• Not wishing to add to this fire here, but I think the parent has a valid point.
          4x closer, would have me assume the distance x4, is the distance of our planet, relative to the sun... in so many words.

      • by tehcyder (746570)
        It is 1/4th the distance from the sun compared to the earth.

        You don't say or write "1/4th" in English. It's 1/4 or one quarter.

  • by rpjs (126615) on Wednesday October 05, 2011 @05:24PM (#37617892)

    The European Space Agency is quite different than the European Union. It includes Canada for a start...

  • They finally found a place to send all that Greek debt.
  • They are going to make sure to do this at night, right? It would be too hot for the probe during the day, right?

    • Theyll go at night.
    • depends on whether poland is in charge.

      • by Billlagr (931034)
        Will they fit it with windows and flyscreens, so they can open them to keep cool?
        • [woosh] Venting atmo would cool the craft, due to pressure drop. It does, however, generate a problem if you need to cool any electronics after that, since vacuum doesn't conduct the heat.
          I wouldn't advise it either if you have some humans on board. They can stand vacuum for about 30 seconds but after that the damage quickly becomes severe and I assume the voyage is a bit longer (since the light needs a couple of minutes).
          [/woosh]
  • But it won't be a record for long, since the Solar Probe Plus will be heading to a distance of 8.5 solar radii from the surface of the sun a year later. http://science.nasa.gov/missions/solar-probe/ [nasa.gov]

  • by Hatta (162192) on Wednesday October 05, 2011 @05:29PM (#37617956) Journal

    First the News of the World, and now this.

    • First the News of the World, and now this.

      Gosh, I didn't think they had it in them to shoot Rupert Murdoch into the sun.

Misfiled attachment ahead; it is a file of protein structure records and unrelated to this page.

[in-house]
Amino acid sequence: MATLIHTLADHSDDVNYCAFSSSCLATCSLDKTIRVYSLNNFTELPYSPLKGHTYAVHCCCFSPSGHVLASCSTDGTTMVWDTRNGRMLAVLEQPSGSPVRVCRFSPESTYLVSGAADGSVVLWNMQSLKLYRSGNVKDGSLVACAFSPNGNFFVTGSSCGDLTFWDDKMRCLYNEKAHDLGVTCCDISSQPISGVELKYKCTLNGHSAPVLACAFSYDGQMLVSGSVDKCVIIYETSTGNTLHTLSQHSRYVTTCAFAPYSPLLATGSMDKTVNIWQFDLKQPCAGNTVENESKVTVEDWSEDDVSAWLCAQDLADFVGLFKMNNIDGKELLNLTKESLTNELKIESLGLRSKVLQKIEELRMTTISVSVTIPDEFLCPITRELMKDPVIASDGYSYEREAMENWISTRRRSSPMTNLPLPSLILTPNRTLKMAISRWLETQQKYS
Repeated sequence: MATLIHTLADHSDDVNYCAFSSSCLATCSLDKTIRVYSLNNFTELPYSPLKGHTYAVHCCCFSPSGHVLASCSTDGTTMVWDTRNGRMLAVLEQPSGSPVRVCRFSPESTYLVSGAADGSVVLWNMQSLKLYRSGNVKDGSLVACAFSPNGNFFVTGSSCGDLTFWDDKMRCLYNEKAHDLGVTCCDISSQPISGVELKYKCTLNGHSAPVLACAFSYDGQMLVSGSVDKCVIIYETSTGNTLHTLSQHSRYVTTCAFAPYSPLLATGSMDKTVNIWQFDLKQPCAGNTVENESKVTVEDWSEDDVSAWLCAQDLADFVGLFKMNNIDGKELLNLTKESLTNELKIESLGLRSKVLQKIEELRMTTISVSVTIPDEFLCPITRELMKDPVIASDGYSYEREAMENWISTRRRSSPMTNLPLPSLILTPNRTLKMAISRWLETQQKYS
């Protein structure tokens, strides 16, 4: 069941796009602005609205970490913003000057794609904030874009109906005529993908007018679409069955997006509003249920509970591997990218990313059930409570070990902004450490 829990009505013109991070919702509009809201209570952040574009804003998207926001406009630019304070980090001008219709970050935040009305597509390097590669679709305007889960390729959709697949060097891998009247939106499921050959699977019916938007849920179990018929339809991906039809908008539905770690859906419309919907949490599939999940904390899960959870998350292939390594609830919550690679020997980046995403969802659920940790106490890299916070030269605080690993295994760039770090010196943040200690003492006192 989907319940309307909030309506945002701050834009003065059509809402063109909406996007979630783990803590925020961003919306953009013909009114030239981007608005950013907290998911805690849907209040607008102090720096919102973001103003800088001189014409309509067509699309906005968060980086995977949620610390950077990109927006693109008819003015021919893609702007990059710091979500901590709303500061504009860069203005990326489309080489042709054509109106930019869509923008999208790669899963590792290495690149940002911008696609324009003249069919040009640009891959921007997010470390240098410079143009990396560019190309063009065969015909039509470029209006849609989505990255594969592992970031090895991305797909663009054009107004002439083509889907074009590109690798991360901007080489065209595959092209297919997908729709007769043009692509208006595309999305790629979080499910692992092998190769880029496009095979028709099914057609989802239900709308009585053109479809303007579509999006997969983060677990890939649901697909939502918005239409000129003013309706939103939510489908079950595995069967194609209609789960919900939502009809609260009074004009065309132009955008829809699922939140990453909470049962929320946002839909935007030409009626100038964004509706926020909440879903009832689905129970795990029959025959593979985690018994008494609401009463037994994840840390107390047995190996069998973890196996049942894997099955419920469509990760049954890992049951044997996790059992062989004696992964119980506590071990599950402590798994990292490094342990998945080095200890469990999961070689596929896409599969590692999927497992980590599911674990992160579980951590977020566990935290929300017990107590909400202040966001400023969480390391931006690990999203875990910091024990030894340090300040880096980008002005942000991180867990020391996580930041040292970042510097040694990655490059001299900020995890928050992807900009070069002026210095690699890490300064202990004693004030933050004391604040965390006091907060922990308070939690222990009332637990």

• by mjwx (966435)

        First the News of the World, and now this.

        Gosh, I didn't think they had it in them to shoot Rupert Murdoch into the sun.

        That was the original plan, then we switched vendors and had to fire him into the Dell.

  • Interesting way to burn a billion euros. Someone correct me if im wrong, but isn't Europe almost as broke as the US? Why did they pick now to go study the Sun?
    • by guruevi (827432)

      You could also phrase it as follows: Interesting way to invest in your local economy. Trust me, the research alone will get people (certain academics) to move there.

    • by wisnoskij (1206448) on Wednesday October 05, 2011 @06:29PM (#37618646) Homepage

      You do realize it that when you spend money it is not incinerated right?

      If the EU spends 1 billion or 100 billion they do not have 1 billion less, it is just redistributed differently.

    • by PPH (736903)
      What better way to cook the books.
    • by quasius (1075773)
      We are in a funding crunch! Quick! Stop science!!! Seriously stopping things that will actually advance your society because times are rough seems like a great way to keep things from improving.
      • Even in Brave New World (Aldous Huxley) science was top. Granted, it was used in the wrong sort of way, but with knowledge comes responsibility.

      • by Bardwick (696376)
        The problem is when you run out of other peoples money. To over simplify, do you want a space probe or half the country (USA) not get thier government assitance checks? I think science and education should be staggeringly funded, but most people are missing a very basic concept. We're broke. Eating our seed stock...
  • I guess they can't see it from here.

  • Sounds like a Disaster Area waiting to happen.

  • They're sending it at night to avoid heat issues.

  • when the sun is turned off.

  • See here [theonion.com]
  • At that distance, what would the estimated temp be in space?
    More for my own curiosity, but the tech needed to survive a constant furnace/radiation bomb is also very cool.

    • by ArsonSmith (13997)

      Not an astro-thermophysicist, but I'd guess that the vacuum of space in that area would be near absolute zero. Now the suns radiation hitting mass would probably generate a large amount of heat.

  • Maybe we'll find David Brin's creatures wandering about.
  • 42 million kilometers...

    42... something's afoot...

White dwarf seeks red giant for binary relationship.

Working...